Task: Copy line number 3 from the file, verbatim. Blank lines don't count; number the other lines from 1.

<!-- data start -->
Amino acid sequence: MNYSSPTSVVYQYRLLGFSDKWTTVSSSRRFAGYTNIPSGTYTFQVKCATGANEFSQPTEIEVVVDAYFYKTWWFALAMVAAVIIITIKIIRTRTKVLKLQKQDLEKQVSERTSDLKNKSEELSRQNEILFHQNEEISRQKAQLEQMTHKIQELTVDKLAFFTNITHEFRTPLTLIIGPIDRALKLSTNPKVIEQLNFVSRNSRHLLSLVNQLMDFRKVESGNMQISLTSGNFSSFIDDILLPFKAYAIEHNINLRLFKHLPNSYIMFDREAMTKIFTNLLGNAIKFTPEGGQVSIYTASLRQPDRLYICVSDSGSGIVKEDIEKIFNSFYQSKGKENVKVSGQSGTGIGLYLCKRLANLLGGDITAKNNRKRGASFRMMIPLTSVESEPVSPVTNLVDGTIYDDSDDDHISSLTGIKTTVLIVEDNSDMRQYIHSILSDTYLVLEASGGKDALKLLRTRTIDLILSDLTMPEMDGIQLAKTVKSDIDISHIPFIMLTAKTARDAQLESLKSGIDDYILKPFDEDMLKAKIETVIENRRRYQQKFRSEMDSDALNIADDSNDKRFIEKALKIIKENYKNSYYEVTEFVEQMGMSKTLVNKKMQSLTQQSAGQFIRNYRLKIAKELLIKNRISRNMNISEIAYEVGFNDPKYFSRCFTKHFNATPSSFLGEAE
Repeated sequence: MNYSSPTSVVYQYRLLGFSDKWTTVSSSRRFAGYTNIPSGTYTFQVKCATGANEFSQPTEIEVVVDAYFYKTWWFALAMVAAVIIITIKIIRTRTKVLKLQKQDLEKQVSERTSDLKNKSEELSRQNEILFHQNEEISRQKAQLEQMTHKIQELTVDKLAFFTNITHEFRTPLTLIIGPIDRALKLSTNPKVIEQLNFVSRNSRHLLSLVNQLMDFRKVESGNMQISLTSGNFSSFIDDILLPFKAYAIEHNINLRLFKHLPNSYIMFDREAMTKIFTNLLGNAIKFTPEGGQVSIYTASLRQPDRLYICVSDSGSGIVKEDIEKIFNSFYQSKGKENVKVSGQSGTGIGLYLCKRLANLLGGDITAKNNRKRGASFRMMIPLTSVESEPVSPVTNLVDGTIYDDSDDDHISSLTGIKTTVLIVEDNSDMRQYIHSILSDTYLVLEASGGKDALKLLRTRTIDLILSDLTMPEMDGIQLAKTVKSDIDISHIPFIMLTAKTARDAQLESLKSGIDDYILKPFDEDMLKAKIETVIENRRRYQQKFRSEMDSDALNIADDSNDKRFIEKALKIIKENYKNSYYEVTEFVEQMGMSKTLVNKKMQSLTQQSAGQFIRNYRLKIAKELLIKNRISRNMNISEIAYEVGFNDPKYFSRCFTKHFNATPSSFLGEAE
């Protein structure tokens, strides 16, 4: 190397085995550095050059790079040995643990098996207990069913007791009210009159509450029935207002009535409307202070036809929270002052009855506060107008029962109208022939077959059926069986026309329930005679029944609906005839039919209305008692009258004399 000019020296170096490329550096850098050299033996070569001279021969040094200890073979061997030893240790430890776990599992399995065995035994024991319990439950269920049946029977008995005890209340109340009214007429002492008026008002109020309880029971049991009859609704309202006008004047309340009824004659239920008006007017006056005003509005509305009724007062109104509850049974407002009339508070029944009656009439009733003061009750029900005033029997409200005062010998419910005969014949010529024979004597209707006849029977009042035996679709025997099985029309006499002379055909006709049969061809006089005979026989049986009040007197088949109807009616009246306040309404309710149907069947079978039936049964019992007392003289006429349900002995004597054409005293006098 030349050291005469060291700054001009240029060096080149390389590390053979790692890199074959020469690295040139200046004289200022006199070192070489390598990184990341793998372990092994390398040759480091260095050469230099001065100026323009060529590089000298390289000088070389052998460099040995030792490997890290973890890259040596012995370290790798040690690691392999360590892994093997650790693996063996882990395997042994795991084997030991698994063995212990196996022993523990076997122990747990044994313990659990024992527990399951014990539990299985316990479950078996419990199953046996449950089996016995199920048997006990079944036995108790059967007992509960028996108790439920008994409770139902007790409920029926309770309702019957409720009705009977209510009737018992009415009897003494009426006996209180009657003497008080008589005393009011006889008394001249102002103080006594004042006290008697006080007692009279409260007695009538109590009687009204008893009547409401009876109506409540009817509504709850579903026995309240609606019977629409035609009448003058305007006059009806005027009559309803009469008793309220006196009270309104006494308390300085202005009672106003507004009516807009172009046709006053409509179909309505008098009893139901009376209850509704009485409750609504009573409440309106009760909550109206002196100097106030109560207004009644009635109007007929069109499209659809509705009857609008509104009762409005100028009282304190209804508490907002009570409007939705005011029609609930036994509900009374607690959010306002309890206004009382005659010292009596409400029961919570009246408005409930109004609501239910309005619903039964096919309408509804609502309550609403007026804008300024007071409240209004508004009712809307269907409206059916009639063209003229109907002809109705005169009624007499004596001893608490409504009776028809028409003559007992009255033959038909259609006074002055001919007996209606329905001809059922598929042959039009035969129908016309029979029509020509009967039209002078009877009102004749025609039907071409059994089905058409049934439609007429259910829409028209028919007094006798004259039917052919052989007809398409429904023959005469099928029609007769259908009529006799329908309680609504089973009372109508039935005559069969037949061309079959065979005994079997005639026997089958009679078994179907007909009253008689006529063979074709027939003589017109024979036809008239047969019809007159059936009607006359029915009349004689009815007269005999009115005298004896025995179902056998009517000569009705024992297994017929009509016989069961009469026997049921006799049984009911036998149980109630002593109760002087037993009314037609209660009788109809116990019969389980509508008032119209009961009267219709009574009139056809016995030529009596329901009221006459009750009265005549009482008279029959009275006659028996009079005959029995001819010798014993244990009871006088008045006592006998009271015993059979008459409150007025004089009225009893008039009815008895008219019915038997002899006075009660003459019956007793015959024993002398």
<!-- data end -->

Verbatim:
């Protein structure tokens, strides 16, 4: 190397085995550095050059790079040995643990098996207990069913007791009210009159509450029935207002009535409307202070036809929270002052009855506060107008029962109208022939077959059926069986026309329930005679029944609906005839039919209305008692009258004399 000019020296170096490329550096850098050299033996070569001279021969040094200890073979061997030893240790430890776990599992399995065995035994024991319990439950269920049946029977008995005890209340109340009214007429002492008026008002109020309880029971049991009859609704309202006008004047309340009824004659239920008006007017006056005003509005509305009724007062109104509850049974407002009339508070029944009656009439009733003061009750029900005033029997409200005062010998419910005969014949010529024979004597209707006849029977009042035996679709025997099985029309006499002379055909006709049969061809006089005979026989049986009040007197088949109807009616009246306040309404309710149907069947079978039936049964019992007392003289006429349900002995004597054409005293006098 030349050291005469060291700054001009240029060096080149390389590390053979790692890199074959020469690295040139200046004289200022006199070192070489390598990184990341793998372990092994390398040759480091260095050469230099001065100026323009060529590089000298390289000088070389052998460099040995030792490997890290973890890259040596012995370290790798040690690691392999360590892994093997650790693996063996882990395997042994795991084997030991698994063995212990196996022993523990076997122990747990044994313990659990024992527990399951014990539990299985316990479950078996419990199953046996449950089996016995199920048997006990079944036995108790059967007992509960028996108790439920008994409770139902007790409920029926309770309702019957409720009705009977209510009737018992009415009897003494009426006996209180009657003497008080008589005393009011006889008394001249102002103080006594004042006290008697006080007692009279409260007695009538109590009687009204008893009547409401009876109506409540009817509504709850579903026995309240609606019977629409035609009448003058305007006059009806005027009559309803009469008793309220006196009270309104006494308390300085202005009672106003507004009516807009172009046709006053409509179909309505008098009893139901009376209850509704009485409750609504009573409440309106009760909550109206002196100097106030109560207004009644009635109007007929069109499209659809509705009857609008509104009762409005100028009282304190209804508490907002009570409007939705005011029609609930036994509900009374607690959010306002309890206004009382005659010292009596409400029961919570009246408005409930109004609501239910309005619903039964096919309408509804609502309550609403007026804008300024007071409240209004508004009712809307269907409206059916009639063209003229109907002809109705005169009624007499004596001893608490409504009776028809028409003559007992009255033959038909259609006074002055001919007996209606329905001809059922598929042959039009035969129908016309029979029509020509009967039209002078009877009102004749025609039907071409059994089905058409049934439609007429259910829409028209028919007094006798004259039917052919052989007809398409429904023959005469099928029609007769259908009529006799329908309680609504089973009372109508039935005559069969037949061309079959065979005994079997005639026997089958009679078994179907007909009253008689006529063979074709027939003589017109024979036809008239047969019809007159059936009607006359029915009349004689009815007269005999009115005298004896025995179902056998009517000569009705024992297994017929009509016989069961009469026997049921006799049984009911036998149980109630002593109760002087037993009314037609209660009788109809116990019969389980509508008032119209009961009267219709009574009139056809016995030529009596329901009221006459009750009265005549009482008279029959009275006659028996009079005959029995001819010798014993244990009871006088008045006592006998009271015993059979008459409150007025004089009225009893008039009815008895008219019915038997002899006075009660003459019956007793015959024993002398």